Founded in 2003, data analytics company Palantir Technologies has recently become one of Silicon Valley’s most controversial tech companies. The firm, which licenses software to Fiat and Morgan Stanley, has received intense criticism for its contracts with U.S. Immigration and Customs Enforcement (ICE). Having dealt with protests at its offices, the firm now faces a potential brain drain.
Earlier this week, 1,200 students from 17 universities pledged not to work for Palantir until it ends its business relationship with ICE.
University Students Boycott ICE
Since 2014, Palantir has supplied ICE with data-mining software support for its Investigative Case Management System. With it, the agency can screen for undocumented immigrants, launch workplace raids, and conduct deportations. Since the Trump administration has adopted a hard-line stance toward undocumented immigrants, Palantir’s work with the government agency has come under increased scrutiny.
In August, Palantir made a new deal with ICE to continue its services agreement through 2021 for $49 million. News of the deal has sparked protests at the tech companies New York and California offices. Demonstrators presented the tech firm with a 100,000 signature petition asking it to stop working with the government agency.
More recently, student activists have joined the fight to keep tech firms from servicing the government organization.
Consequently, in early September, 1,200 students from universities like Berkeley, Harvard, Stanford, Massachusetts Institute of Technology, and Yale signed a pledge to not work for Palantir until it cuts ties with ICE.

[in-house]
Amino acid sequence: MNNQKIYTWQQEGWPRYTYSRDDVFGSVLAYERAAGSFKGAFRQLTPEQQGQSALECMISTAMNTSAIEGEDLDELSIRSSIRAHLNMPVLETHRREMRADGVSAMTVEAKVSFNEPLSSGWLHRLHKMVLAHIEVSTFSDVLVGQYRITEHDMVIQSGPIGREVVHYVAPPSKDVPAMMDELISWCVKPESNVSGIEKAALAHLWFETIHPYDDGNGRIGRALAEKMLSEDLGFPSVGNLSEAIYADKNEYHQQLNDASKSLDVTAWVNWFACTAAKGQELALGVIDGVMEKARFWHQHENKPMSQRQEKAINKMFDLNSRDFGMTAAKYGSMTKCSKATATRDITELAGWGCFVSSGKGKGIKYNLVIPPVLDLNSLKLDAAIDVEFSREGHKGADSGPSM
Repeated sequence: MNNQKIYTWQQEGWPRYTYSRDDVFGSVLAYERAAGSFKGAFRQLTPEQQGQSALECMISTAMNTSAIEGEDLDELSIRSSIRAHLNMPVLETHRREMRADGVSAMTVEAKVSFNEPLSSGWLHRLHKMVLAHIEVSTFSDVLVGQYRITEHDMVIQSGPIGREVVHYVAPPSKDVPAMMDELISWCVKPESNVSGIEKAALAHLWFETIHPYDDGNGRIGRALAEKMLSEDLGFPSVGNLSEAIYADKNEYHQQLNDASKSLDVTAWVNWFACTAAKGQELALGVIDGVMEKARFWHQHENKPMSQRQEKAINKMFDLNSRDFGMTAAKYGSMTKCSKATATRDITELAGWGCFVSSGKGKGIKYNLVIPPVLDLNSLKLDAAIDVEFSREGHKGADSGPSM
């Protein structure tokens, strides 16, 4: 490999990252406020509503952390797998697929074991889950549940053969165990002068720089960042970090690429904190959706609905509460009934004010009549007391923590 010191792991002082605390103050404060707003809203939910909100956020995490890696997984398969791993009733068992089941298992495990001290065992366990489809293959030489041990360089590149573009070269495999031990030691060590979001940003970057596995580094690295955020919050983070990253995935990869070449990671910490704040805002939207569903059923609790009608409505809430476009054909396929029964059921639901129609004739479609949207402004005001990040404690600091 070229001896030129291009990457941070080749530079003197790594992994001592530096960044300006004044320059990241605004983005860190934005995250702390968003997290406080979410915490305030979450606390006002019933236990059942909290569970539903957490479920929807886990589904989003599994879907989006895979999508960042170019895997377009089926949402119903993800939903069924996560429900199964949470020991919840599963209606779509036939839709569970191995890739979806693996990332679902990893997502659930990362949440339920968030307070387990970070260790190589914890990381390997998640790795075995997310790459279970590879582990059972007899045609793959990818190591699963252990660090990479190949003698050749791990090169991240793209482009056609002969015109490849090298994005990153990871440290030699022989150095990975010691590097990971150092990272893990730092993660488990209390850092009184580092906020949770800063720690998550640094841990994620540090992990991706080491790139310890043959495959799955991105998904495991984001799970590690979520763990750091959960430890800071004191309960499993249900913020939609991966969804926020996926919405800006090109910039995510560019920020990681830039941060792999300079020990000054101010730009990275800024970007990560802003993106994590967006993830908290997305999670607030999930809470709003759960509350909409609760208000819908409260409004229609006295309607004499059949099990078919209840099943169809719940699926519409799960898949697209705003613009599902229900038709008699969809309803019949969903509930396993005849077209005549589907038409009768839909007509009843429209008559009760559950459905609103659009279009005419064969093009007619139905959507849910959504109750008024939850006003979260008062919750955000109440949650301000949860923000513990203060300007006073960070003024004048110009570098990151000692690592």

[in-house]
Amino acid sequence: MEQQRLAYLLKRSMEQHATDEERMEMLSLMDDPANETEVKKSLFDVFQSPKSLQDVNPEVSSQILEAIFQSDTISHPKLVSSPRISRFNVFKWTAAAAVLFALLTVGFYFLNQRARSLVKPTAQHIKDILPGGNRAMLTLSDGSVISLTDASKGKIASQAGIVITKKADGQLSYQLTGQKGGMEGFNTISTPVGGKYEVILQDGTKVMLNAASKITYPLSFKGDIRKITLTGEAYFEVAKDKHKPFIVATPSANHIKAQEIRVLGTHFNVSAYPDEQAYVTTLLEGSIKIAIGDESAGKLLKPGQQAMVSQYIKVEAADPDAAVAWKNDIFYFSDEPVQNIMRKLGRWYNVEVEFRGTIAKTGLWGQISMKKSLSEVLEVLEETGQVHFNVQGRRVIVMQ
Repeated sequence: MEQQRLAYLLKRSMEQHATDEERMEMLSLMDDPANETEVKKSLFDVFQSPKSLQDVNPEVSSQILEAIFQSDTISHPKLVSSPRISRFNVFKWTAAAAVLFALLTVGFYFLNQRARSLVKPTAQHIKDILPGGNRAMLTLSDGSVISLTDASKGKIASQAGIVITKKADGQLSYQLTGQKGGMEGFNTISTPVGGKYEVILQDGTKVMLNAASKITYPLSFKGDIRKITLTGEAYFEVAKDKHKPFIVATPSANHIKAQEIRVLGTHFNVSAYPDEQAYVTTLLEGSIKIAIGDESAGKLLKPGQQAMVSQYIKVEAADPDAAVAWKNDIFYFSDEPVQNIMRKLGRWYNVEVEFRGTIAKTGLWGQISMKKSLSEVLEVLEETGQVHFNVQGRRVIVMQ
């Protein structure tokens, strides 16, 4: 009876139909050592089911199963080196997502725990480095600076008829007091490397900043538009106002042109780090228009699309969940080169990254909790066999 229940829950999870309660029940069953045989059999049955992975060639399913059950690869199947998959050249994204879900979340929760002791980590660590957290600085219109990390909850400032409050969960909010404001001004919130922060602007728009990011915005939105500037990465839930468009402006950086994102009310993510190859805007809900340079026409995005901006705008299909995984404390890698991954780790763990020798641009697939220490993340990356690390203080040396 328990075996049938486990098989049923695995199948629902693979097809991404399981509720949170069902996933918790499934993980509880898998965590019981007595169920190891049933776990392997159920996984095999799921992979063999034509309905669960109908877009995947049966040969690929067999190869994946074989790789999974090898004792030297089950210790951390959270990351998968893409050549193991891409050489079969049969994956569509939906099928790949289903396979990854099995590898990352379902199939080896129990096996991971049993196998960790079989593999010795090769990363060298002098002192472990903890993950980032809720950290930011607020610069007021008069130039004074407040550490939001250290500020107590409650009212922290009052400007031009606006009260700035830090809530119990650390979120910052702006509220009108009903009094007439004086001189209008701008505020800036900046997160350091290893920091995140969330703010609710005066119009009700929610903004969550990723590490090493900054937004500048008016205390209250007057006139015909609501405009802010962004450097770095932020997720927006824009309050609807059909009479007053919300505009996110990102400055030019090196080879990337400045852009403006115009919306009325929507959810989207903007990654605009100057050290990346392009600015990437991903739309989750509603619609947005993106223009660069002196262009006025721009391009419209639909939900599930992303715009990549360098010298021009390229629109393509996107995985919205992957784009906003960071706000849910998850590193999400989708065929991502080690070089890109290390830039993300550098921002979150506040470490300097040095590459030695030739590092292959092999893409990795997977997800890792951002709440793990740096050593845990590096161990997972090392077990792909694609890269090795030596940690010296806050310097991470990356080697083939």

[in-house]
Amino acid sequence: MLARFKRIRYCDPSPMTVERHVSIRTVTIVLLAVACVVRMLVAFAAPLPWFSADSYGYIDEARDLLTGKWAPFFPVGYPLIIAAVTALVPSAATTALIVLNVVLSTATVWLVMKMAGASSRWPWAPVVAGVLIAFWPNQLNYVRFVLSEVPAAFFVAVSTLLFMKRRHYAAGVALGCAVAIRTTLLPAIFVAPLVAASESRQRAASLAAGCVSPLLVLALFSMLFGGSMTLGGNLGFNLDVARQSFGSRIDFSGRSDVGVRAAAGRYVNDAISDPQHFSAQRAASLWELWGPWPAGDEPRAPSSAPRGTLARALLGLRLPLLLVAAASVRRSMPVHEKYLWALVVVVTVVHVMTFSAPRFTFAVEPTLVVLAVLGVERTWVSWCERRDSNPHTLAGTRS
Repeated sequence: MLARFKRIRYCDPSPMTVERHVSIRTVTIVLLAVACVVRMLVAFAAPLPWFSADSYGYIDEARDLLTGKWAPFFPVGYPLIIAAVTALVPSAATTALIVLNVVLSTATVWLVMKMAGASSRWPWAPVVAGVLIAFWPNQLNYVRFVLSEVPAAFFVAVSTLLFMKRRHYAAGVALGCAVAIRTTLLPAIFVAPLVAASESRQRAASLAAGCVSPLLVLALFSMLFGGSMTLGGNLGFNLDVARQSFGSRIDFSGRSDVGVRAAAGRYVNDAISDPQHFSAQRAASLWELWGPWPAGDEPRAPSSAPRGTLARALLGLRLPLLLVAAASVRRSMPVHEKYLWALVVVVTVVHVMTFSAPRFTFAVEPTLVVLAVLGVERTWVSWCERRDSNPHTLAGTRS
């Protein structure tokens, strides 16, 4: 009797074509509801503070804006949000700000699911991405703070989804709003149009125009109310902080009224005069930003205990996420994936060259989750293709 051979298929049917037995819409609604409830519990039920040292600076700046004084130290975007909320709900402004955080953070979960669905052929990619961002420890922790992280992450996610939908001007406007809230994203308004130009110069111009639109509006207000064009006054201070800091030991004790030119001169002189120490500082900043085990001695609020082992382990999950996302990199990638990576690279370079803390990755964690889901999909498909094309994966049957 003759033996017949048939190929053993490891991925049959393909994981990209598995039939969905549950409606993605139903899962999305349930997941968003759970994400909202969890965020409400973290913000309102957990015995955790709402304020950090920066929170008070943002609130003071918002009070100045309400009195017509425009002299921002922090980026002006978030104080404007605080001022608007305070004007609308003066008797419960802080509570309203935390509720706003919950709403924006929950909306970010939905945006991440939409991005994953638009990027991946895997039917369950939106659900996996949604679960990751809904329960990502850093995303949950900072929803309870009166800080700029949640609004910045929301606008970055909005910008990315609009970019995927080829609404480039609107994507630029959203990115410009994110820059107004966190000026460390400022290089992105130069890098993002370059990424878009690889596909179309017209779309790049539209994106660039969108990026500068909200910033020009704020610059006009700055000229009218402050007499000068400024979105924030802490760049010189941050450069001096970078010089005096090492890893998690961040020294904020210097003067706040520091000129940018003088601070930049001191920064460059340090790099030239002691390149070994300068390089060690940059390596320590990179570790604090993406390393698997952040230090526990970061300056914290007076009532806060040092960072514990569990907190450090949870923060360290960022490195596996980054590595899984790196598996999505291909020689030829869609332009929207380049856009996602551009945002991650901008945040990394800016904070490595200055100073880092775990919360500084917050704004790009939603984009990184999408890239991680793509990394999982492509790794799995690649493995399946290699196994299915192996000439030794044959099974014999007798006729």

The student protesters have taken issue with the firm because of its close relationship to their schools. For instance, Palantir donates tens of thousands of dollars to Berkeley and Stanford’s computer departments every year. In exchange, the company has been granted special access to university’s students via career fairs and faculty advisors.
As of this writing, Palantir has not publicly responded to the student boycott.
As Business Insider notes, the University blacklisting of Palantir is part of a wider protest movement called #NoTechForICE. The organizers behind the effort want to expose the tech sector’s involvement with immigration enforcement and use direct action to end any collaborations between the two.
Thus far, #NoTechForICE has had mixed results in realizing its aims.
In 2018, a group of workers asked CEO Alex Karp to terminate the firm’s government contracts. Similarly, this August, more than 60 Palantir employees signed a petition asking the firm to donate its ICE contract revenue to a nonprofit organization. Both internal reform efforts proved unsuccessful.
On September 14, a group of demonstrators temporarily shut down a Microsoft store with a sit-in protest. The activists took action to demand the Big Tech firm stop providing ICE with software support. Last month, local police arrested dozens of protesters at an Amazon Books store in Manhattan. Jewish community groups occupied the shop to protest the corporation’s cloud services contract with the federal law enforcement agency.
Despite the size and intensity of the various #NoTechForICE protests, none of the above-mentioned companies have stopped working with the agency. Indeed, Alex Karp defended his firm’s dealings with ICE by arguing business executives shouldn’t set national policy.
Ultimately, Big Tech support of ICE shouldn’t be viewed through an ideological lens. As long as the Homeland Security subsidiary keeps offering multibillion-dollar tech contracts, Silicon Valley will continue offering its services.